Some of the most beautiful short stories I've read in a long time. This collection is not very long but each of the five stories packs an emotional wallop and has definitely stuck in my mind more than a week after finishing the book. As you can tell from the title, each of these stories has to do with love—and each approaches the subject from a different angle. I've never read anything that Simon Van Booy has written but I'm definitely going to find his other book now. If you like short stories, I'd encourage you to read this book. It will make you look at love—and those you love—in a whole new light.

Await Your Reply by Dan Chaon
This book is c-r-e-e-p-y because you realize just how real the situations the characters find themselves in can be. Dan Chaon is an amazing writer and I found this book to be a fantastic, quick read, that I probably need to read over again in order to ensure I didn't miss any of the nuance.

This book tells three parallel stories: Lucy, who flees her Ohio town with her high school teacher; Ryan, a college student struggling with the pressures of being who his parents want him to be, who finds out a secret about his life; and Miles, who has spent years running all over the place in search of his twin brother Hayden, who disappeared years ago but keeps telling him where he is and then eluding him. How these characters interact is one of the things that makes this book so creepy, and the fact that the story has at its premise identity theft (and how easy it is to pull off) is the other. As the book ultimately unfolded, I found myself a little confused, but it didn't detract from the power of this book.

The Cold Spot by Tom Piccirilli
This book was freakin' amazing! Honestly, if real life and work didn't get in the way, I would have read the book from cover to cover and not put it down until I was done. This story had some terrific action, great characters and a really interesting story. And even though I had a feeling about some of the things that were going to happen, it didn't matter, because it didn't take away from the story at all. I'm definitely looking forward to his next book and I'm going to go back read some of his previous ones, since I hadn't heard of Piccirilli before. It's Hollywood all you see are remakes of old movies and TV shows, sequels and the occasional "new" idea. Yet here's a book that in my opinion, is crying out to be turned into a movie. I'd love to see that happen at some point.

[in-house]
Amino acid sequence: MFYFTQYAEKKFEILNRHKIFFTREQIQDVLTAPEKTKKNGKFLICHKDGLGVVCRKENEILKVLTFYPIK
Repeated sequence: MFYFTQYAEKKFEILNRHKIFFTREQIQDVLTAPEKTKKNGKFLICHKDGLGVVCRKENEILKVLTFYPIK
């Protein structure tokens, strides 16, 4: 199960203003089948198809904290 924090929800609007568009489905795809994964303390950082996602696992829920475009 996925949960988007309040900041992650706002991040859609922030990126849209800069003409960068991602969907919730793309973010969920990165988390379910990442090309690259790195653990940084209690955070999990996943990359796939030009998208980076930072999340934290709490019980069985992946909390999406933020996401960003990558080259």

Breath by Tim Winton
I thought this was fantastic. I was completely captivated from start to finish. And what's interesting is I've never been to Australia and never surfed, yet this novel about the amazing pull of surfing, hero worship and living outside your comfort zones totally resonated with me. This is a short book with tremendous weight; most of the characters are multi-dimensional and have stuck in my head. If there was anything keeping me from falling head over heels for this book it's that I felt it took an utterly depressing turn toward the end.

A Quiet Belief in Angels by R.J. Ellory
This book starts in 1939 in rural Georgia. Young Joseph Vaughan is growing up without his father, challenged by an inspirational teacher and affected by what appears to be a serial killer targeting young girls in the communities around where he lives. Joseph assembles several of his friends to become "the Guardians," self-appointed protectors of the community and the girls, but the killer finds his way around everyone. And then Joseph spends a good portion of his life dealing with the aftereffects of these murders.